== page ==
Filing For Divorce And Bankruptcy

Going through a divorce wile simultaneously needing the financial reprieve that can follow a bankruptcy can compound the loss, anger, and frustration you are already feeling. McGinn Law is uniquely capable of providing your assistance for your specific situation. Many of our cases are either family law or bankruptcy – so we can help you from all fronts of your divorce and bankruptcy. We can help you determine which to file first or whether it will be more beneficial for you to file for bankruptcy jointly and then completing the divorce once your discharge goes through.

Hiring a divorce attorney who also commonly handles bankruptcy can help you consider aspects of your situation like the scenarios below.

Discharging Marital Debts

It can be very costly and time consuming to settle which debts are the responsibility each spouse while in divorce court – divorce proceedings can be lengthier and costlier than bankruptcy.

Even if you do go that route, just because the court determined that your ex-spouse is responsible for a particular debt does not mean that your ex will follow through on keeping up with the payments. If the debt they were assigned was a joint-account, then you are still listed as a co-signer – and still technically responsible for paying that debt, regardless of what the court determined during your divorce.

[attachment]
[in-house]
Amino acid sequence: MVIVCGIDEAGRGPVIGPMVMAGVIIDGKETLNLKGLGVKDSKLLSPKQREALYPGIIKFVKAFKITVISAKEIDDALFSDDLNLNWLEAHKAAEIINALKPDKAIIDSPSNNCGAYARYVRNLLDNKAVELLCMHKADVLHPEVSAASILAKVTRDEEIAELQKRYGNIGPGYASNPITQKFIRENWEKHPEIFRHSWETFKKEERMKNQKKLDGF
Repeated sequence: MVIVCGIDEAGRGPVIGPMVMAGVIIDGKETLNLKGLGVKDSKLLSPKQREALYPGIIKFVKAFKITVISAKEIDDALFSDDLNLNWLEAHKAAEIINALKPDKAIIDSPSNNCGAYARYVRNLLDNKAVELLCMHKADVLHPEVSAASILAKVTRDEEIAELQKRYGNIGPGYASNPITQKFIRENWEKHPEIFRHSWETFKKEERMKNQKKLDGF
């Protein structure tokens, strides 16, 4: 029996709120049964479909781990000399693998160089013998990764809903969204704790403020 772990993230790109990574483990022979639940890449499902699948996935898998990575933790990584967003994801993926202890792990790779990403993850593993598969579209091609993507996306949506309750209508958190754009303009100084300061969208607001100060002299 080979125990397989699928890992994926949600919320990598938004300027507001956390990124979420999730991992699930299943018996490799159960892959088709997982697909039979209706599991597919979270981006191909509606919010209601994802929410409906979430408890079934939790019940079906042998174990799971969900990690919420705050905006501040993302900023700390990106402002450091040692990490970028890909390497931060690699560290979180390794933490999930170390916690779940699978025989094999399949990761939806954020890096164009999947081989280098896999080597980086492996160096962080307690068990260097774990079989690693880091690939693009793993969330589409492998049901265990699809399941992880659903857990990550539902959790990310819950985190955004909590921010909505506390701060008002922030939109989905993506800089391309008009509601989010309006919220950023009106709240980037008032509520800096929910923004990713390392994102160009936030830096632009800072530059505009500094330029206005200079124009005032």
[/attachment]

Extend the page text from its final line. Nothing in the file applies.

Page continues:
This means that the creditor may contact you when the payments are missed in order to collect a payment and keep the account from going into collections. Technically, if you make the payment, you could attempt to legally seek reimbursement from you ex; however, you may have to take them back to court in order to successfully be reimbursed.

These risks and complications are why many find that it is in their best interest to file jointly for bankruptcy and have your combined debts discharged before finalizing the divorce.

Income Qualification For Chapter 7 Bankruptcy

In order to qualify for Chapter 7 bankruptcy, a joint couple has to use their combined income for the means test. If, together, you make too much then it may be easier to divorce and then file for bankruptcy so that you are able to qualify. Those who have a low combined income or lived off of a single income between the two may be able to pass the means test and still qualify to file for bankruptcy prior to the divorce. Even if filing for bankruptcy is ideal in order to eliminate your responsibility of shared debt, a couple may not be able to because of income restrictions.

Seek The Help Of A Bankruptcy Attorney

As you can see there are pros and cons to filing jointly or filing separately. To determine which route may be the best option for you and your spouse, contact our office for a free consultation.